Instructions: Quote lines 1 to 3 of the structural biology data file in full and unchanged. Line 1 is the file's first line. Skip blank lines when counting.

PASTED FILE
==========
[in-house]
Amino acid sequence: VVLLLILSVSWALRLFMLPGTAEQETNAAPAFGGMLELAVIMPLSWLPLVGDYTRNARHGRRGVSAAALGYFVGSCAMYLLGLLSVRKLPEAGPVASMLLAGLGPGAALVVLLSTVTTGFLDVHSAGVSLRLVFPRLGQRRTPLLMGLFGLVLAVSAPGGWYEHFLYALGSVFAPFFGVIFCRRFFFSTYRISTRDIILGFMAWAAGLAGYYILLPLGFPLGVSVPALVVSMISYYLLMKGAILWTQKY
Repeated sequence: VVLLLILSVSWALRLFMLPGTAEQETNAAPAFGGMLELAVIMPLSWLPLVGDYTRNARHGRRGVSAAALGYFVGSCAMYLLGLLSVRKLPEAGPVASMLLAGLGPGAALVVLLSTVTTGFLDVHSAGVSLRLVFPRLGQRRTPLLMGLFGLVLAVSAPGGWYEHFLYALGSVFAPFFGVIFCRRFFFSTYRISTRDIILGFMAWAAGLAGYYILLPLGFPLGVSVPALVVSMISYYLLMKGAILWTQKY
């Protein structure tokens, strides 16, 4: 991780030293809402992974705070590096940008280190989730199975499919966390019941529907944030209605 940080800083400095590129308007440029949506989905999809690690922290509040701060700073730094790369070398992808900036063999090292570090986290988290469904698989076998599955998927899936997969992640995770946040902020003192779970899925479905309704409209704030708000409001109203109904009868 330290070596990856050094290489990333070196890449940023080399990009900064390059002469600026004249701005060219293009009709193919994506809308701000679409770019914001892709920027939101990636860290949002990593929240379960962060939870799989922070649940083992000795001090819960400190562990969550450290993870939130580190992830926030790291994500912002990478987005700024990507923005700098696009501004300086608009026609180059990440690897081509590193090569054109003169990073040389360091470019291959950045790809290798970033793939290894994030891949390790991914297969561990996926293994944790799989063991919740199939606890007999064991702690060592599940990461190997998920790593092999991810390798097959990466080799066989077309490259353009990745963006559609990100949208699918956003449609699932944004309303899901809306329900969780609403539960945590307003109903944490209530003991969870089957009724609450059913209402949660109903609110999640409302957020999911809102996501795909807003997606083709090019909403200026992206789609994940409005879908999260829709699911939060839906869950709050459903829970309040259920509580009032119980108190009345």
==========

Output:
[in-house]
Amino acid sequence: VVLLLILSVSWALRLFMLPGTAEQETNAAPAFGGMLELAVIMPLSWLPLVGDYTRNARHGRRGVSAAALGYFVGSCAMYLLGLLSVRKLPEAGPVASMLLAGLGPGAALVVLLSTVTTGFLDVHSAGVSLRLVFPRLGQRRTPLLMGLFGLVLAVSAPGGWYEHFLYALGSVFAPFFGVIFCRRFFFSTYRISTRDIILGFMAWAAGLAGYYILLPLGFPLGVSVPALVVSMISYYLLMKGAILWTQKY
Repeated sequence: VVLLLILSVSWALRLFMLPGTAEQETNAAPAFGGMLELAVIMPLSWLPLVGDYTRNARHGRRGVSAAALGYFVGSCAMYLLGLLSVRKLPEAGPVASMLLAGLGPGAALVVLLSTVTTGFLDVHSAGVSLRLVFPRLGQRRTPLLMGLFGLVLAVSAPGGWYEHFLYALGSVFAPFFGVIFCRRFFFSTYRISTRDIILGFMAWAAGLAGYYILLPLGFPLGVSVPALVVSMISYYLLMKGAILWTQKY